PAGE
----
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Athlete insists she wasn’t trying to make a political statement by wearing Pride shoes in Qatar

Emma Powys Maurice October 3, 2019

American heptathlete Erica Bougard has been seen wearing the colourful shoes all season (Twitter/@gabyandersengz)

American heptathlete Erica Bougard says the rainbow trainers she wore for the IAAF World Athletics Championships in Qatar weren’t a political statement – she really just likes the shoes.

The US athlete, who is dating a woman, will be competing in seven heptathlon events over two days. She has proudly worn the colourful shoes all season and the Qatar championships were no exception.

“I honestly didn’t think about it because it was already on my shoe,” Bougard said. “I put the flag on my shoe and people noticed it, I guess.”

Homosexuality is illegal in the conservative Muslim nation and punishable by up to seven years in prison. LGBT+ people can also be put to death under Sharia law, although there are no known cases where the death penalty has been enforced.

Erica Bougard competes in the Women’s Heptathlon High Jump in Doha, Qatar. (Patrick Smith/Getty)

“But I’m not afraid of the consequences,” Bougard told Time. “I feel like I’m well protected,” she said, adding that if anything does happen, “I’ll be on the first flight out.”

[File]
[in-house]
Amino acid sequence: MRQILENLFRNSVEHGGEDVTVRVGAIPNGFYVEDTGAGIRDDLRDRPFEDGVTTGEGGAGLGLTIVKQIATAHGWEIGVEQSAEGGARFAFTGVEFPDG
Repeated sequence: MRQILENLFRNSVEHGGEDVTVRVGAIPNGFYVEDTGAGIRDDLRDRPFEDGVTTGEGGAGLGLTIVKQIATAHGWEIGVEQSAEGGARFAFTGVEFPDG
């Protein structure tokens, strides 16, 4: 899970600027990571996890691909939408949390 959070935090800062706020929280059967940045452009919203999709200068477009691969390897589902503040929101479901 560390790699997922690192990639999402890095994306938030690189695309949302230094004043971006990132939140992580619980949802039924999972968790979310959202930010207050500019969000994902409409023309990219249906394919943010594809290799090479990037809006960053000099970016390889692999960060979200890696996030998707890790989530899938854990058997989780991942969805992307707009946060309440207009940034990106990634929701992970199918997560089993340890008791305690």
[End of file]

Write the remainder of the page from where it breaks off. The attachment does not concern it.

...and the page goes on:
Qatar’s strong anti-LGBT+ rights record has been a touchy subject since the country was announced as the host for the 2022 football World Cup.

Gay fans have been assured that they will be safe and welcome in Qatar, as long as they don’t have sex.

When asked about this last week, IAAF president Sebastian Coe reportedly ducked the question, instead suggesting that the sporting event “can shine a spotlight on all sorts of issues that not even the media want to tackle”.

Erica Bougard after Women’s Heptathlon 100 metres hurdles in Doha, Qatar (Christian Petersen/Getty)

But Bougard refuses to be subtle about her support for LGBT+ rights, and ensured her shoes were on full display as she cleared the 1.86m high jump on the first day of the championships.

“I feel like we have a voice, us as athletes, because more people look at us to perform,” she said.

“It’s important because I feel like people hate people for loving who they love. Some people don’t believe in it, which is totally fine. I wanted to show my side and put the symbol on my shoe.”

Erica Bougard is now in striking distance of a medal as she prepares for the long jump, javelin and 800-metre run.

More: 2022 World Cup, Erica bougard, Heptathlete, IAAF, Qatar, world athletics championships

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